|Publication number||US5520931 A|
|Application number||US 08/362,526|
|Publication date||May 28, 1996|
|Filing date||Jan 4, 1995|
|Priority date||Jul 29, 1992|
|Also published as||CA2140254A1, CA2140254C, CN1053339C, CN1089472A, DE69323428D1, DE69323428T2, EP0652747A1, EP0652747B1, WO1994003161A1|
|Publication number||08362526, 362526, US 5520931 A, US 5520931A, US-A-5520931, US5520931 A, US5520931A|
|Inventors||Christiane Persson, Staffan Waxegard, Soren Kulstad, Lennart Frigren|
|Original Assignee||Gacell Laboratories Ab|
|Export Citation||BiBTeX, EndNote, RefMan|
|Patent Citations (11), Non-Patent Citations (2), Referenced by (59), Classifications (18), Legal Events (5)|
|External Links: USPTO, USPTO Assignment, Espacenet|
This application is a 371 of PCT/SE93/00642, filed Jul. 28, 1993, published as WO94/03161, Feb. 17, 1994.
The present invention concerns a controlled release morphine preparation. Specifically the invention concerns a controlled release morphine oral preparation for once daily administration especially in cancer pain therapy.
Cancer is a major world problem. Every year nearly 6 million new patients are diagnosed and more than 5 millions die. For patients suffering of cancer pain is a common problem and an analysis of 32 published reviews revealed that 70% of patients with advanced cancer had pain as a major symptom. From available data it is not possible to give a precise figure for the world-wide prevalence of cancer pain because the total number of cancer patients receiving treatment is not known. A conservative estimate is that every day at least 3.5 million people are suffering from cancer pain. This pain is an important but neglected public health issue in developed and developing countries. Effective pain management particularly in patients with advanced disease is one of four priorities in a comprehensive WHO cancer programme. According to this programme morphine is the drug of choice for patients with advanced disease having such severe pains that they need a strong opioid. It has thus been found that morphine is both efficacious and acceptable.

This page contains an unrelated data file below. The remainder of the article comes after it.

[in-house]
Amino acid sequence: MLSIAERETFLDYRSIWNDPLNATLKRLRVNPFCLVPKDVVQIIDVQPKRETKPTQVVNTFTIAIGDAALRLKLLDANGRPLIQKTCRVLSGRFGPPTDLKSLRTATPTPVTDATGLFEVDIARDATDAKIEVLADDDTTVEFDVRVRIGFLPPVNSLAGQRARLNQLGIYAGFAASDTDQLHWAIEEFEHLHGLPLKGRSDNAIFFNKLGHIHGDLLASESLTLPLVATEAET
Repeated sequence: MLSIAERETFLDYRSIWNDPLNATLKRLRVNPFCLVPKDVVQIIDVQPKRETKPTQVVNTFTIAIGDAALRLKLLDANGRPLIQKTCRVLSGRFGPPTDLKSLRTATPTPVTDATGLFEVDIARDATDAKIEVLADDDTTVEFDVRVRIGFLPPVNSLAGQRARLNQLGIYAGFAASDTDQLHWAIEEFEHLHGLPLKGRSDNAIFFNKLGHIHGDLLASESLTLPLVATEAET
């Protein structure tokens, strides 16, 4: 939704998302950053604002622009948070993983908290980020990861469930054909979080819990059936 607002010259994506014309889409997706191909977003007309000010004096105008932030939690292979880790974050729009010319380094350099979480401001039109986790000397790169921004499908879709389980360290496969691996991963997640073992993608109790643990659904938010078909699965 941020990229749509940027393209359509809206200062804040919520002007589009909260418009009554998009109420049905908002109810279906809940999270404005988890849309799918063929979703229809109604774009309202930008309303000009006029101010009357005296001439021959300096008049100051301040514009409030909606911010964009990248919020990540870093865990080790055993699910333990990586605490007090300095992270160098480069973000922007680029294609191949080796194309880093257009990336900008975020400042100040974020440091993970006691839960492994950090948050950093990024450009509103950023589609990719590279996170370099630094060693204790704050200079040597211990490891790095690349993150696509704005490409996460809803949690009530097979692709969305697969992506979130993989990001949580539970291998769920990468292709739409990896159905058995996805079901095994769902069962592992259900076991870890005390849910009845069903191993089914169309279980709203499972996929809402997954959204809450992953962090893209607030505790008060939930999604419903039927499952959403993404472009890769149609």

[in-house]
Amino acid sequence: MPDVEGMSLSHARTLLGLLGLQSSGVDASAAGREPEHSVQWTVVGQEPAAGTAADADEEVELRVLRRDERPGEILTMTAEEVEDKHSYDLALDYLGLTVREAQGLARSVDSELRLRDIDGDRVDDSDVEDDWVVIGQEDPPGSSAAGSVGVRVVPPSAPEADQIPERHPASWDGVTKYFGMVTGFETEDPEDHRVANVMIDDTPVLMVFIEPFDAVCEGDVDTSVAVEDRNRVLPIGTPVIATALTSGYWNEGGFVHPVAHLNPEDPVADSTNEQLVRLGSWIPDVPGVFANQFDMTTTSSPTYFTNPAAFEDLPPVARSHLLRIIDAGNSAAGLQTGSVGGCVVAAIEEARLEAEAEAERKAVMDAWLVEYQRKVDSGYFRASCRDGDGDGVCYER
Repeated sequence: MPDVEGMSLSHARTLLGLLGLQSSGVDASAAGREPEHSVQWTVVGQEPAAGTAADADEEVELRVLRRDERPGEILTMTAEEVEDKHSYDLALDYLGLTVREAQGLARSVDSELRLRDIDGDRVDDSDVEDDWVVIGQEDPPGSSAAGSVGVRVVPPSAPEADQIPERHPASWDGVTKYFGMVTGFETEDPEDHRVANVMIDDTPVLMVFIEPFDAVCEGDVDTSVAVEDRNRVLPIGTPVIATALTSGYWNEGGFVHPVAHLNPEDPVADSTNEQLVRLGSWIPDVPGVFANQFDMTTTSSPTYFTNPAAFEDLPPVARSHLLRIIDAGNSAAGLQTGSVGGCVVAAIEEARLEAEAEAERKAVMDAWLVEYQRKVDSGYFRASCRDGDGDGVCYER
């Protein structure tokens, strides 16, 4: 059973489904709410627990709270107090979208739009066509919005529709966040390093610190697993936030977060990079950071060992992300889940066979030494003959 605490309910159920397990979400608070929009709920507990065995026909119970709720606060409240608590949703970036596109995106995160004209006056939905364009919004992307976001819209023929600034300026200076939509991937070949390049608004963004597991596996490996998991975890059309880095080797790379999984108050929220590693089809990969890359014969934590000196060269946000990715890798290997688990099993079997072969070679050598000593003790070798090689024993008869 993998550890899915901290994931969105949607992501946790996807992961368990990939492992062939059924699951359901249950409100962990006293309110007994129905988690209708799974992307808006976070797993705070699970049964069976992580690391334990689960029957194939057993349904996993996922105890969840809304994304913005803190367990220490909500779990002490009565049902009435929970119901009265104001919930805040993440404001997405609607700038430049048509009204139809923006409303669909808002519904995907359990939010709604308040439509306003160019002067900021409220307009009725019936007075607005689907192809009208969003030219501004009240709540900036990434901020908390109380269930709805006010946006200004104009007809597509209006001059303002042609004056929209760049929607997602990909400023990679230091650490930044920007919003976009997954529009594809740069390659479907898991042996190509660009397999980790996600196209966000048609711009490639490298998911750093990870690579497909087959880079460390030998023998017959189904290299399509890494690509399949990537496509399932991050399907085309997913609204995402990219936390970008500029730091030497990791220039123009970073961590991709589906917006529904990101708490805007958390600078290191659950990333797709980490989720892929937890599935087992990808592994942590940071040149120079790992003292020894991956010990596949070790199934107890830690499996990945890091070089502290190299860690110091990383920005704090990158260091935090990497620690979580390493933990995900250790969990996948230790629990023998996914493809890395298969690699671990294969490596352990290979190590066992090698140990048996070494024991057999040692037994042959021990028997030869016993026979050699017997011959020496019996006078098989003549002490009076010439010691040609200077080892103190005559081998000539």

Opioids such as morphine must be administered in an acceptable form. The oral route is the best, because it spares the patient the discomfort of injections; it also maintains the patient's independence, since he or she does not have to rely on someone else for the next dose.
Morphine can be administered as a simple aqueous solution of morphine sulphate (or hydrochloride) in a range of strengths (e.g. 1 mg of morphine sulphate per ml to 20 mg per ml).
The effective analgesic dose of morphine varies considerably and ranges from as little as 5 mg to more than 200 mg. In many patients, pain is satisfactorily controlled with doses of between 5 and 30 mg every 4 hours. However, the dosage varies greatly for different patients because of wide individual variations in the oral bioavailability of the drug; the appropriate dose is the one that works. The drug must be given by the clock, i.e. at regular intervals, and not only when the patient complains of pain. The use of morphine is dictated by intensity of pain and not by brevity of prognosis.
Sustained-release morphine tablets are available in some countries in strengths varying from 10 to 200 mg. The most widely available strength is 30 mg. The dominating product is called a.o. MST Continus, MS Contin or MST. In vitro release data as well as pharmacokinetic data for this product, showing a major part of the active ingredient released and absorbed already within the first two or three hours, suggest that its properties are not adequate for a convenient dose schedule. While the manufacturer recommends up to 12-hours dosing intervals, extensive clinical experience suggests that an 8-hours interval is more realistic for continuous pain control.